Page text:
Mac Jones primed to quickly prove doubters wrong

  • icon
  • icon
  • icon
  • icon

Mac Jones

Sorry, LSU fans, but this fall I will be pulling for an Alabama quarterback.

No, not against the Tigers.

Against the rest of the NFL, except when he meets the New Orleans Saints in week three.

For months before the NFL draft, former Alabama quarterback Mac Jones was maligned. He was a system quarterback. The reasoning was that with all of those great players around him including a brick wall of an offensive line, he couldn’t help but succeed.

You know, Alabama could get a guy off the street to complete two-thirds of his passes.

Fast forward several months after the draft, and the Patriots have cut Cam Newton, who was the best player in the NFL in 2015.

Jones won the starting job.

According to more than one website that grades the performances of rookie quarterbacks in the preseason, Jones was the best. Better than the four quarterbacks who were drafted ahead of him in April.

That certainly was not the narrative in the weeks (and months) leading up to the draft.

A quarterback who threw 41 touchdown passes against only four interceptions and completed an NCAA record 77.4 percent of his throws was supposedly not athletic enough to play his position in the National Football League.

ESPN was asking that question in March, when they weren’t spending hours speculating whether Aaron Rodgers would or would not play in 2021. Of course, the obvious answer was. The disgruntled Packers star wasn’t going to pass on more than $21 million in cash to thumb his nose at team management.

In the meantime, the draft speculation continued.

How could the 49ers afford to take Jones with the third pick? They didn’t, so he fell to 15th and into the lap of the Patriots, who have a chance to make a major course correction in 2021.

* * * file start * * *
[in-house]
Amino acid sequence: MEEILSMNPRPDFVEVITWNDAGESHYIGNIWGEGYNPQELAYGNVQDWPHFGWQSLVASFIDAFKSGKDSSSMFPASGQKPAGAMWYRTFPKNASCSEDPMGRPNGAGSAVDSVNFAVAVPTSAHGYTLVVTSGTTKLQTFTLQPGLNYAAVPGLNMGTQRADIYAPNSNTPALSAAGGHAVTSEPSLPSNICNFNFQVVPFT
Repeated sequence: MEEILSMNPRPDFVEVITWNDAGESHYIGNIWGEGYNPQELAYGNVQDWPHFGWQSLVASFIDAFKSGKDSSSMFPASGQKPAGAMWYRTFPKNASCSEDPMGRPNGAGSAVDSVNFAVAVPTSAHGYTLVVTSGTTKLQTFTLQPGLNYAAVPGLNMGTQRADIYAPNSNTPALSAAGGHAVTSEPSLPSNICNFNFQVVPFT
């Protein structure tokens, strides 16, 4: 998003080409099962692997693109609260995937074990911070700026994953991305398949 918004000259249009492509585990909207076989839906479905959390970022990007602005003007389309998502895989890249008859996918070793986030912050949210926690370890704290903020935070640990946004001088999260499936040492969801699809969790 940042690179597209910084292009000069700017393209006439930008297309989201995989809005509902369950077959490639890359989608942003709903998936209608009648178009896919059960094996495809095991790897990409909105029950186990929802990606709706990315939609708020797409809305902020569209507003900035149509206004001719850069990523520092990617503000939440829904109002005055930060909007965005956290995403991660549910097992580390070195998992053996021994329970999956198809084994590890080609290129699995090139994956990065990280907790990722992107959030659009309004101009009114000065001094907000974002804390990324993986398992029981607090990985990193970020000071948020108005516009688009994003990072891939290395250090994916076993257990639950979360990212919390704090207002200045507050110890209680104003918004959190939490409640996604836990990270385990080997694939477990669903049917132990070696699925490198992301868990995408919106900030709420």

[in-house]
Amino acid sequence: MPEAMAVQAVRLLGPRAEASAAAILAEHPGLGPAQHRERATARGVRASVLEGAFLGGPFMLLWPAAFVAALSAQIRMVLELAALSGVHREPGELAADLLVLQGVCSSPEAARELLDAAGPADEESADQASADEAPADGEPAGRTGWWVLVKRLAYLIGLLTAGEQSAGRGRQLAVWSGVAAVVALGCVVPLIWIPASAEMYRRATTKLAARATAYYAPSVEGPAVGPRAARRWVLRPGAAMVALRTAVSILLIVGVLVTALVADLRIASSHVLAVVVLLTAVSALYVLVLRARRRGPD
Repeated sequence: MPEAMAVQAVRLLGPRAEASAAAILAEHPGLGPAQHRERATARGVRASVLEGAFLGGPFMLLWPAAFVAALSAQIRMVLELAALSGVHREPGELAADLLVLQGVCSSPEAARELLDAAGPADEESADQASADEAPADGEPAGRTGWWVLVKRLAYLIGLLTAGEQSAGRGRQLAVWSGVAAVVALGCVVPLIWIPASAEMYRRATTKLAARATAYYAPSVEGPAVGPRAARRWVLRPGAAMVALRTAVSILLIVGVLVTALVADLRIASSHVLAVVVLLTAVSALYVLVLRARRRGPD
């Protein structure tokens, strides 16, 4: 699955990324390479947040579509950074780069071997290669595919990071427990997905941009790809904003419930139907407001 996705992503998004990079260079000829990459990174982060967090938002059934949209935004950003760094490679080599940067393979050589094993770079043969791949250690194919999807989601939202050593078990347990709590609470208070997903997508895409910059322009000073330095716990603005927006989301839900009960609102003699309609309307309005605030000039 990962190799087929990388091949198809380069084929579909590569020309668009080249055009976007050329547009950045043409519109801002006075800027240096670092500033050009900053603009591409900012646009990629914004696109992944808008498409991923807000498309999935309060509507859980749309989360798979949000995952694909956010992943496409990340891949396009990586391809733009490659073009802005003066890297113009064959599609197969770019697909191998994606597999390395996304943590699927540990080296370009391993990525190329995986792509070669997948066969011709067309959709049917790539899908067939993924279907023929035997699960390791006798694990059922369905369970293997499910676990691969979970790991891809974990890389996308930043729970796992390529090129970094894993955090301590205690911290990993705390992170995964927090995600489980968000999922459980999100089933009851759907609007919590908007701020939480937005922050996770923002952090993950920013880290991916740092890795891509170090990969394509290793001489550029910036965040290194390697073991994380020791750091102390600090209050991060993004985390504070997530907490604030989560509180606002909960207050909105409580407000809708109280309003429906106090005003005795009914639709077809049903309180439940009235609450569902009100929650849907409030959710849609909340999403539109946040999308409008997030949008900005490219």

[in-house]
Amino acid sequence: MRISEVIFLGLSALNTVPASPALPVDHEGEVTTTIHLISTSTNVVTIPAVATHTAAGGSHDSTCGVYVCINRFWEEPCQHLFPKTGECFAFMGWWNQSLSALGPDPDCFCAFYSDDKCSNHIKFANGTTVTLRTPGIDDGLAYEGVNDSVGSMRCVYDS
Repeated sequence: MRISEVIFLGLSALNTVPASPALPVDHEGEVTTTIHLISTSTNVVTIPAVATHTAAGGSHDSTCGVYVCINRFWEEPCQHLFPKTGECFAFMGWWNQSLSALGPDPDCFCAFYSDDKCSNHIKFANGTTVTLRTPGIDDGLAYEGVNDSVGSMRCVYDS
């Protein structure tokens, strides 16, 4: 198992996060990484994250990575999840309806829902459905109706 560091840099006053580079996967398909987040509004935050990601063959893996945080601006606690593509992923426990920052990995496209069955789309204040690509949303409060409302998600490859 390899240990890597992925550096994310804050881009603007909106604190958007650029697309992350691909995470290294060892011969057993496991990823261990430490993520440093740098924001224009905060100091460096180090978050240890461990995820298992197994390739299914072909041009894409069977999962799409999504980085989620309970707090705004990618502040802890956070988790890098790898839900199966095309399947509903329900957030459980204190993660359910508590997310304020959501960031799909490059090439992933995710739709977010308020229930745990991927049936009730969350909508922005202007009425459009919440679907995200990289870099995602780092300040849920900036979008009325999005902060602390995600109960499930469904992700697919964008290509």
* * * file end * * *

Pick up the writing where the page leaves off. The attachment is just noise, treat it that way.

Oh by the way, here are the winning quarterbacks in the Super Bowl since February of 2010.

Tom Brady has won four since Drew Brees won his with the Saints. Since 2010, Eli and Peyton Manning won one each, along with Joe Flacco, Aaron Rodgers, Nick Foles, Patrick Mahomes and Russell Wilson.

The best runner of the group is Mahomes, who rushed for a grand total of 308 yards last season.

Mahomes is a great athlete but much more than that, he has a cannon for an arm. Even more importantly, the face of the Chiefs franchise also throws accurately and makes good decisions. He runs judiciously.

In 46 regular season starts, Mahomes thrown only 24 interceptions. Over the past two seasons, he’s fumbled only five times.

That’s winning football.

Which is exactly what Mac Jones plays.

He can make the right decisions and throw accurately.

We had a guy like that here in New Orleans for 15 years. He won a lot of games.

Which is what I hope Jones does in the NFL.

At least two analysts on the Aaron Rodgers Network had it right before the draft.

Former LSU All-American Marcus Spears: “If this were a contest with no names, you would have a hard argument that (Jones) he could be the first pick in the draft.”

Analyst and former Ohio State quarterback Kirk Herbstreit: “He (Jones) has an assassin’s mindset on the field. Much like Joe Burrow the year before.”

Those words come from a quarterback and a guy trying to sack the quarterback.

Good enough for me.

Jones likes to come off as some guy who is just going with the flow, doing his job. However, when you come to Alabama as the fifth string quarterback and don’t transfer, instead working your way to the top, there’s something to be said for your competitive juice.

My guess is Jones is only in the beginning phase of a ‘stick it in your ear’ tour. If that’s what happens, the Aaron Rodgers Network will suddenly jump on the bandwagon.

They, you see, knew it all along.

  • < PREV Saints announce arrangement to practice at TCU
  • NEXT > Saints announce first additions to practice squad

Ed Daniels

WGNO Sports Director/106.1 FM

Ed is a New Orleans native, born at Baptist Hospital. He graduated Rummel High School, class of 1975, and subsequently graduated from Loyola University. Ed started in TV in 1977 as first sports intern at WVUE Channel 8. He became Sports Director at KPLC TV Channel 7 in Lake Charles in 1980. In 1982 he was hired as sports reporter…

Read more >